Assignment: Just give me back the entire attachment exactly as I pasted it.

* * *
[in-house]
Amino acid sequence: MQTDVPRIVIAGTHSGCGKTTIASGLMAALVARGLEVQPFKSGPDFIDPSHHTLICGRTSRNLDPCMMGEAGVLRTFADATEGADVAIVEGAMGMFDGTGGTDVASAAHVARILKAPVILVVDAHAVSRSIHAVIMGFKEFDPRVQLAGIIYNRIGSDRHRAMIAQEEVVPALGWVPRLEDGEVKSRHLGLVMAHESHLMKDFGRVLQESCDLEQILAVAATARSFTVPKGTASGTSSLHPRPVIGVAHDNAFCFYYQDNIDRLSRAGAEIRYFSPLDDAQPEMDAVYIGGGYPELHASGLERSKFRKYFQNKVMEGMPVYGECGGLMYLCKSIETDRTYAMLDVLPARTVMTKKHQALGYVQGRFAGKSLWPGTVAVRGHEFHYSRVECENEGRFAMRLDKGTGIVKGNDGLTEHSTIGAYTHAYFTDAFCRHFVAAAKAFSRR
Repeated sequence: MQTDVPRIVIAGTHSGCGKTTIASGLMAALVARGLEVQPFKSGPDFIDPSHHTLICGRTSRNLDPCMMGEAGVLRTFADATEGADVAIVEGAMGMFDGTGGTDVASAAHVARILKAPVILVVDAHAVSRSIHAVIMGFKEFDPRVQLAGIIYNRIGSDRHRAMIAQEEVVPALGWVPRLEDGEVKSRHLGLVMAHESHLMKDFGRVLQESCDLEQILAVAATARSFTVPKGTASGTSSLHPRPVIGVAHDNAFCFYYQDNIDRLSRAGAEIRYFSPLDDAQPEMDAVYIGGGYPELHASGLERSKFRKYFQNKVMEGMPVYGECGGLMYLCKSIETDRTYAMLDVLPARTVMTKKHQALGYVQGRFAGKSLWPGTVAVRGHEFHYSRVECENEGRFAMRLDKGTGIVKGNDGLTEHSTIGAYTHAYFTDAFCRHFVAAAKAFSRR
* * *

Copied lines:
[in-house]
Amino acid sequence: MQTDVPRIVIAGTHSGCGKTTIASGLMAALVARGLEVQPFKSGPDFIDPSHHTLICGRTSRNLDPCMMGEAGVLRTFADATEGADVAIVEGAMGMFDGTGGTDVASAAHVARILKAPVILVVDAHAVSRSIHAVIMGFKEFDPRVQLAGIIYNRIGSDRHRAMIAQEEVVPALGWVPRLEDGEVKSRHLGLVMAHESHLMKDFGRVLQESCDLEQILAVAATARSFTVPKGTASGTSSLHPRPVIGVAHDNAFCFYYQDNIDRLSRAGAEIRYFSPLDDAQPEMDAVYIGGGYPELHASGLERSKFRKYFQNKVMEGMPVYGECGGLMYLCKSIETDRTYAMLDVLPARTVMTKKHQALGYVQGRFAGKSLWPGTVAVRGHEFHYSRVECENEGRFAMRLDKGTGIVKGNDGLTEHSTIGAYTHAYFTDAFCRHFVAAAKAFSRR
Repeated sequence: MQTDVPRIVIAGTHSGCGKTTIASGLMAALVARGLEVQPFKSGPDFIDPSHHTLICGRTSRNLDPCMMGEAGVLRTFADATEGADVAIVEGAMGMFDGTGGTDVASAAHVARILKAPVILVVDAHAVSRSIHAVIMGFKEFDPRVQLAGIIYNRIGSDRHRAMIAQEEVVPALGWVPRLEDGEVKSRHLGLVMAHESHLMKDFGRVLQESCDLEQILAVAATARSFTVPKGTASGTSSLHPRPVIGVAHDNAFCFYYQDNIDRLSRAGAEIRYFSPLDDAQPEMDAVYIGGGYPELHASGLERSKFRKYFQNKVMEGMPVYGECGGLMYLCKSIETDRTYAMLDVLPARTVMTKKHQALGYVQGRFAGKSLWPGTVAVRGHEFHYSRVECENEGRFAMRLDKGTGIVKGNDGLTEHSTIGAYTHAYFTDAFCRHFVAAAKAFSRR